Carbon Capture and Storage Interactive: CCSI - Edinburgh

Lead Research Organisation: University of Edinburgh
Department Name: Sch of Engineering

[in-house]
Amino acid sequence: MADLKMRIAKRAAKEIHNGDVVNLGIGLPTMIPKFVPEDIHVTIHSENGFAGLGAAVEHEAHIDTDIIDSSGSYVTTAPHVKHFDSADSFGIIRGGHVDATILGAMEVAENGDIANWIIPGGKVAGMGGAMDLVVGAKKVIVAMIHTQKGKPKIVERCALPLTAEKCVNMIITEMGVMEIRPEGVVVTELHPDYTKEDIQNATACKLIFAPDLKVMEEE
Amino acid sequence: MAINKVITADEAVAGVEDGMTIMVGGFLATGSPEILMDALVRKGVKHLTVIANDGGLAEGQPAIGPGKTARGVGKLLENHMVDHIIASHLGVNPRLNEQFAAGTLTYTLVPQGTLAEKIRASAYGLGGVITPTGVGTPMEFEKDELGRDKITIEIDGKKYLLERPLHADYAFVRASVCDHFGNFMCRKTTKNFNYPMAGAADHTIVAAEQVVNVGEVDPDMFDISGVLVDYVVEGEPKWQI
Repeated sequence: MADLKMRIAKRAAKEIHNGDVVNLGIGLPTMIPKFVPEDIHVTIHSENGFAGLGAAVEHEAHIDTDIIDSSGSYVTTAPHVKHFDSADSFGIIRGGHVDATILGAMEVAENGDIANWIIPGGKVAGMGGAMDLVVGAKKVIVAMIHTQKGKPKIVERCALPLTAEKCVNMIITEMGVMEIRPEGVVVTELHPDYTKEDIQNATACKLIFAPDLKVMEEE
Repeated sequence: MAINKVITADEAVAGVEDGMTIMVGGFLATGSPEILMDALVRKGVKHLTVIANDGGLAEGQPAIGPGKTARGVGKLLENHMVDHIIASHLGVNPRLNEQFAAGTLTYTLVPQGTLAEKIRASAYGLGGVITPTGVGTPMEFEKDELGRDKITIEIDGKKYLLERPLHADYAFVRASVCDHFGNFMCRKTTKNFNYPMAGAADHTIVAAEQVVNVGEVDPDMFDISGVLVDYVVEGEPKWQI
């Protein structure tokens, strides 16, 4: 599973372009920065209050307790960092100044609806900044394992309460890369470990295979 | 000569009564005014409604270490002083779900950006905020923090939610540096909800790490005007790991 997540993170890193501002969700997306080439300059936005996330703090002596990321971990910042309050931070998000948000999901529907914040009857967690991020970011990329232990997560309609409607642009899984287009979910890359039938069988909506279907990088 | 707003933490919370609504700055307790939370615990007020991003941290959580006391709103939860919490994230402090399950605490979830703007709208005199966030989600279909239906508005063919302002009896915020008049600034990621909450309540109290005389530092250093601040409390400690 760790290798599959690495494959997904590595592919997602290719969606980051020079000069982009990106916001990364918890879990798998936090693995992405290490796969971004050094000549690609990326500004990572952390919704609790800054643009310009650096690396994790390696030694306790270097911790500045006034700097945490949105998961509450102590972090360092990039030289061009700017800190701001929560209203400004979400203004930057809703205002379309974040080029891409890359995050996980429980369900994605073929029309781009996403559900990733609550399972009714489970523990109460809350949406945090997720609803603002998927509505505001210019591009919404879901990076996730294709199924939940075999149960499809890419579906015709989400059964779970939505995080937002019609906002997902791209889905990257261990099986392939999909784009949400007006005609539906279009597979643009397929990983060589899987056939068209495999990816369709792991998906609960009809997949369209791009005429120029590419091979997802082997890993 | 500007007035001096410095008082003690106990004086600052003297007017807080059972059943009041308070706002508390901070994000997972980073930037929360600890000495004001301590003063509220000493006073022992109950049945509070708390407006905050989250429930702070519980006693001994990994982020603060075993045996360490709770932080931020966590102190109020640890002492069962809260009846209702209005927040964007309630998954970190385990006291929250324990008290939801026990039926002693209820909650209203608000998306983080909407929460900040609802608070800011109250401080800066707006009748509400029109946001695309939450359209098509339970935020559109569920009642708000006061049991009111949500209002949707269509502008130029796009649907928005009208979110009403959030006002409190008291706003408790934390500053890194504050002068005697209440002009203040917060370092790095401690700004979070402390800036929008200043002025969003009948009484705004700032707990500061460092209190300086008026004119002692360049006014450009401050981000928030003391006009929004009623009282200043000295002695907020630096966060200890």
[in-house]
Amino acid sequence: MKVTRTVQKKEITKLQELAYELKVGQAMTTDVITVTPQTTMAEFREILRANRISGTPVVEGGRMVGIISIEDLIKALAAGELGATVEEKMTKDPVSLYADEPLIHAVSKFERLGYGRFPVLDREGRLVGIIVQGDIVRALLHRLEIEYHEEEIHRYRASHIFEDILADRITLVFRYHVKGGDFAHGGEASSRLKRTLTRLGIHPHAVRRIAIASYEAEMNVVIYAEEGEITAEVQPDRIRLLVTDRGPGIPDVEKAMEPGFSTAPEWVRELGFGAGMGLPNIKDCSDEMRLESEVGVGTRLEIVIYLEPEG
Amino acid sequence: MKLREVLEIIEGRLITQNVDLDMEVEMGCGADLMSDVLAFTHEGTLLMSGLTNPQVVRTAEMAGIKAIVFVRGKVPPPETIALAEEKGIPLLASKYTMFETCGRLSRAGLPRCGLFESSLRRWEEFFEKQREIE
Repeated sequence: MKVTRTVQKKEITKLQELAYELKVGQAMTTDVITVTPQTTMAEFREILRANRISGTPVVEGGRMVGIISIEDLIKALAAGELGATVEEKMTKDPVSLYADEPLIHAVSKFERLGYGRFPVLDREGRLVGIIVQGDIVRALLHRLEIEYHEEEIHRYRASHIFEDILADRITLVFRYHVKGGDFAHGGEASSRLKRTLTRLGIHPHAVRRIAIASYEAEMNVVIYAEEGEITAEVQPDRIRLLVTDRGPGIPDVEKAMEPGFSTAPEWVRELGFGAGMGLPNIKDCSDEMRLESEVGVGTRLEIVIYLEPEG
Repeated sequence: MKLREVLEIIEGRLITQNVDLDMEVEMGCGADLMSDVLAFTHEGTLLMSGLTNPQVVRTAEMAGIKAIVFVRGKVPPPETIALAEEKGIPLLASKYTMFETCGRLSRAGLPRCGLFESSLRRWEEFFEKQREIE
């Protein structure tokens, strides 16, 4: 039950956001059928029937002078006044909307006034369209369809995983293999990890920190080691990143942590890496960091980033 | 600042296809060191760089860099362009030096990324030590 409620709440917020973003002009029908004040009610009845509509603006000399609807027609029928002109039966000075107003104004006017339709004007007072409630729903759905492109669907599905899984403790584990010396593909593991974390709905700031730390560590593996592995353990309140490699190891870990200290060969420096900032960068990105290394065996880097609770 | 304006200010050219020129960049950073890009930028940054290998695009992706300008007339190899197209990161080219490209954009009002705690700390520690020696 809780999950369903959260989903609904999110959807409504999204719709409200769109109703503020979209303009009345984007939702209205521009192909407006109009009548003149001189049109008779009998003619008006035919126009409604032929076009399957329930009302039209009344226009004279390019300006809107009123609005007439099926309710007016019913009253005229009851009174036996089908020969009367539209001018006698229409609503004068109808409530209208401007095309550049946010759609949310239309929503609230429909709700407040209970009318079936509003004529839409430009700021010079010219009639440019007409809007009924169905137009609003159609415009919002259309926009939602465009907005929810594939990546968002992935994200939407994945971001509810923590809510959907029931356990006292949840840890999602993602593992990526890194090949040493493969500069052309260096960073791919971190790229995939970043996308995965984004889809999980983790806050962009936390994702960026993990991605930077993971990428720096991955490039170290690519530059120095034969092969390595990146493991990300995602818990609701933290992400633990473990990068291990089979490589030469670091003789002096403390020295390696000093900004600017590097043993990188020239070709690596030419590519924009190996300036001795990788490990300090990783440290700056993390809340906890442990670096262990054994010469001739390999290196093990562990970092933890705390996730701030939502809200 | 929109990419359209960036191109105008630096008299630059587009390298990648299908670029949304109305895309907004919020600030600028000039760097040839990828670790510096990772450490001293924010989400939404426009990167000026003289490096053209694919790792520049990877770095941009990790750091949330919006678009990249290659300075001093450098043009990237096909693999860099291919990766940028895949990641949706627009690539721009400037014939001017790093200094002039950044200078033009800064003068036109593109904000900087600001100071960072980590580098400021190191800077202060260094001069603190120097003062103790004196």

Most of world's energy currently derives from combustion of fossil fuel. The UK is no exception. A key environmental problem is that fossil fuel combustion releases CO2 to the atmosphere. This is now, beyond reasonable doubt, linked to global warming and climate change. Atmospheric CO2 also dissolves in ocean water, forcing an increased acidity greater than any time in the past 20 Million years. Carbon Capture and Storage (CCS) is predicted by many authoritive studies to form 25% to 50% of the future remedy (including the International Energy Agency, Intergovernmental Panel on Climate Change, Stern Review and Batelle Labs Energy Review). CCS technologies are likely to become a major element in the energy strategies of countries such as the UK, US and Australia who wish to reduce their reliance on imported energy and who wish to reduce atmospheric CO2, which is linked to global warming, climage change and ocean acidification. Scotland has some unique opportunities to offer in skills in CCS and also to offer sites for CO2 storage deep below the North Sea. In Edinburgh we have created the UK's largest research group on Carbon Capture and Storage (CCS). Research in the group spans from underground geology and geophysics, to chemical engineering capturing CO2 at large power plants, and also soil sciences and agricultural practice to capture CO2 from the atmosphere and return that to soid as long-lived charcoal. These are tremendously exciting areas of research, which are vital to today's society because they will play a key role in reduction of excess CO2 in the atmosphere. Climate change and energy policy are topics which schools are keen to address, but there is currently little support provided to schools to help young people, educators and parents understand the concepts and implications of CCS technologies. This proposal aims to address the gap by providing interactives to explain the concept and also the means for taking them into schools. We are therefore confident in the success of our proposal because we have brought together excellent research which has not been the subject of very much public engagement activity, with a very well regarded and tried and tested vehicle for science communication in secondary schools. The proposal is to build an interactive demonstrator which helps to communicate the concepts of Carbon Capture and Storage (CCS) technologies. The CCS research team will work with the SCI-FUN Roadshow team to produce an attractive and engaging interactive which conveys the following three main concepts:1. The problem - the effects of too much CO2 in the environment causing climate change and ocean acidification2. Technologies for capturing CO2 at power plant and the essential associated separation processes 3. Control methods to remove CO2 e.g. making biofuel and geological burial. The research team will then use the interactive in the public engagement activities of the Scottish Centre for Carbon Storage. These are mainly focused on policymakers and the general public. SCI-FUN will trial incorporation of a CCS interactive as part of the SCI-FUN Science and Technology Roadshow which tours Scottish schools. SCI-FUN has been operating in its current form for seven years and in that time it has developed excellent relationships with Scottish Secondary School teachers. SCI-FUN has a level of 85 per cent repeat visits to schools where it has been before. Follow up evaluation with the schools and local authorities gives consistently positive feedback. Recent feedback was very positive about the introduction of new shows which incorporate contemporary research. Teachers commented that a new Climate Change show which incorporated some information about CCS fitted well with science curriculum links and also geography. This PPE project therefore brings the opportunity to trial the introduction of a new interactive based on contemporary research.


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